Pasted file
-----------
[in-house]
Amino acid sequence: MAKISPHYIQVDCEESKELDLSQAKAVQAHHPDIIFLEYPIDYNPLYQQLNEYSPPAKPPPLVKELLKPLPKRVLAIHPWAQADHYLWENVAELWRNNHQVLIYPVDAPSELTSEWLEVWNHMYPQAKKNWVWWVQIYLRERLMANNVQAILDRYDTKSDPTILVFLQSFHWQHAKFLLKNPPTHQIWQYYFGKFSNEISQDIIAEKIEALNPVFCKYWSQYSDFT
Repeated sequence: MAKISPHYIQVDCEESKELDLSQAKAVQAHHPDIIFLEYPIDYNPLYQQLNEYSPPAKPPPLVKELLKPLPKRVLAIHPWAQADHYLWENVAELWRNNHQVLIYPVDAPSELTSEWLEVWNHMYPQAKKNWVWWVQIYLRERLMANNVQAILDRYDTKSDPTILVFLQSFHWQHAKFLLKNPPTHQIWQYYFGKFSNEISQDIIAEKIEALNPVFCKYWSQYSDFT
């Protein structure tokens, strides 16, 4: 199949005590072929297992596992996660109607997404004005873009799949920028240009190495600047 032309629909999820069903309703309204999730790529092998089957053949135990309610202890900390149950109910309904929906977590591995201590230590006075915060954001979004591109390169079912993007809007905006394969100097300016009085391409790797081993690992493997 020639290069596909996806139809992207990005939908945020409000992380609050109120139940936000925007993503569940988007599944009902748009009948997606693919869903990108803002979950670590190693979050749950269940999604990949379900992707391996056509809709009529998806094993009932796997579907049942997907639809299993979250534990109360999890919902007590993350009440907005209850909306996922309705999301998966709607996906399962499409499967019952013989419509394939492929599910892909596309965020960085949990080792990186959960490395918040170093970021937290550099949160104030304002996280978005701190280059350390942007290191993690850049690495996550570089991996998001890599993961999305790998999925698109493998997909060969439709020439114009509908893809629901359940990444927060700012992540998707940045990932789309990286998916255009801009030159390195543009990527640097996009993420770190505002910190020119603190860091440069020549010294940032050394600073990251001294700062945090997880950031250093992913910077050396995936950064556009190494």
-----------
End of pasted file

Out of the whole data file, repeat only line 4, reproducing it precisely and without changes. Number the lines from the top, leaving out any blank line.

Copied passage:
């Protein structure tokens, strides 16, 4: 199949005590072929297992596992996660109607997404004005873009799949920028240009190495600047 032309629909999820069903309703309204999730790529092998089957053949135990309610202890900390149950109910309904929906977590591995201590230590006075915060954001979004591109390169079912993007809007905006394969100097300016009085391409790797081993690992493997 020639290069596909996806139809992207990005939908945020409000992380609050109120139940936000925007993503569940988007599944009902748009009948997606693919869903990108803002979950670590190693979050749950269940999604990949379900992707391996056509809709009529998806094993009932796997579907049942997907639809299993979250534990109360999890919902007590993350009440907005209850909306996922309705999301998966709607996906399962499409499967019952013989419509394939492929599910892909596309965020960085949990080792990186959960490395918040170093970021937290550099949160104030304002996280978005701190280059350390942007290191993690850049690495996550570089991996998001890599993961999305790998999925698109493998997909060969439709020439114009509908893809629901359940990444927060700012992540998707940045990932789309990286998916255009801009030159390195543009990527640097996009993420770190505002910190020119603190860091440069020549010294940032050394600073990251001294700062945090997880950031250093992913910077050396995936950064556009190494």